Lizzie Wood, account manager at Fourth Day PR
A couple of months ago, I went along to a networking event which talked about challenges facing women in the workplace. This included a discussion about how we can work together to get women, from all industries, into senior positions where they are influencing boardroom-level decisions.
There were some brilliant ideas floating around the room. But I was confused. Here we were, talking about how to harness all the possible tools at our disposable to make some positive change. Yet, the room had only women in it. Which means that 50% of the people who could help us enact that change were missing.
How can my male colleague understand the hurdles I might face as a woman in business if he’s not in the room when those conversations are taking place? Surely, it makes more sense if I say, ‘‘listen, there’s a great seminar/panel/networking event next week where they’re going to be talking about some really important issues for women and I think it would great if you came along to listen, contribute and see what you think.’’
It’s the same philosophy behind a speech Emma Watson made when launching the HeForShe campaign in 2014, when she called on everyone to be involved in the fight for gender equality.
Talking about a speech Hilary Clinton made in Beijing in 1995 concerning women’s rights, she observed that, ‘‘what stood out for me was that only 30 per cent of her audience were male. How can we affect change in the world when only half of it is invited or feel welcome to participate in the conversation?’’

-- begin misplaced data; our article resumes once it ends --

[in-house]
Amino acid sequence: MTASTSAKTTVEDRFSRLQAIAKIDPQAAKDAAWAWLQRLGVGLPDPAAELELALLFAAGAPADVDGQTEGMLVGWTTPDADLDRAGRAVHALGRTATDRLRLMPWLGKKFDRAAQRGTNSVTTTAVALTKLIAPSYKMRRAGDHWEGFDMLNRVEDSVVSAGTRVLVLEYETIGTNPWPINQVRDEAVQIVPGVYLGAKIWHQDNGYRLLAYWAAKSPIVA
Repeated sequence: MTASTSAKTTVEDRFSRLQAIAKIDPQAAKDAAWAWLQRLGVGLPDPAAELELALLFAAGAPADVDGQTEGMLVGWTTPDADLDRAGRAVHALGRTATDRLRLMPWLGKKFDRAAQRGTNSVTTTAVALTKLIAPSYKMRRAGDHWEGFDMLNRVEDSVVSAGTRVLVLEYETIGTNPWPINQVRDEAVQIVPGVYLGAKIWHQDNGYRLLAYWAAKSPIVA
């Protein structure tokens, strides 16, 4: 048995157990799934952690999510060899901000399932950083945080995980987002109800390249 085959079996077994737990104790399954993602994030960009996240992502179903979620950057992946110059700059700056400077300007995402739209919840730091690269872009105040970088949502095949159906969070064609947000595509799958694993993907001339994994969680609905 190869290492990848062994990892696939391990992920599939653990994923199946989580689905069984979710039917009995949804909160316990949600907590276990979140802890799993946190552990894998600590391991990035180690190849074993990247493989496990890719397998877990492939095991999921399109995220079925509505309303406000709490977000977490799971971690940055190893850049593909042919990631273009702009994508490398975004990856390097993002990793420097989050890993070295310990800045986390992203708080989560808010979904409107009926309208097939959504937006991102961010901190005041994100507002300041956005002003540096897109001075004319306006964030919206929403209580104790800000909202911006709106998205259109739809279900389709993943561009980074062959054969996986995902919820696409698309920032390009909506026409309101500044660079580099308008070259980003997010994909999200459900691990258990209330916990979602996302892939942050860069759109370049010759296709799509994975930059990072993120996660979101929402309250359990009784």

Some people are taking tangible action to address this and to use our male friends as ambassadors in leading change. Laura Bates, founder of Everyday Sexism, for example, does a great job of addressing this issue, talking to young men in schools, colleges and universities about why they should be feminists.
My colleagues Nikki and Xanthe went along to the Inspiring Women conference in Edinburgh a couple of weeks ago. Hosted by Management Today, the event featured a panel of three male ‘agents of change’ each of whom had made a significant contribution to supporting the advancement of women in their respective workplaces, which I think is a great step.
If it’s so simple then why aren’t more of us doing it? Well, maybe because there are circumstances where we do want it to be just women. If you are a youngish female starting your first job, there is something nice about having a one-to-one with your female boss who has been there and done it all before you. She is relatable.
You might feel this way about larger events too. As a fresh-faced 21-year-old graduate, I probably would have been quite intimidated by going to an event full of men at management level for example. (Although this may have more to do with age and experience than gender.) By this token, I’d also welcome some male-only events for underrepresented sectors – male primary school teachers and young men starting a career in PR for example.
I’m not saying we should be able to pick and choose which events we let men into, and which we don’t. But, for events where we’re sharing experiences and actively seeking an answer to the problem? We absolutely need to make sure we’re bringing along our male bosses, colleagues and friends to share the load and work together.
I would love to hear from anyone who agrees, disagrees, or has been thinking about this topic recently. Also, any guys who have an opinion about going along to more events advertised specifically for women. Drop me a line here or at [email protected] if you want to have a chat.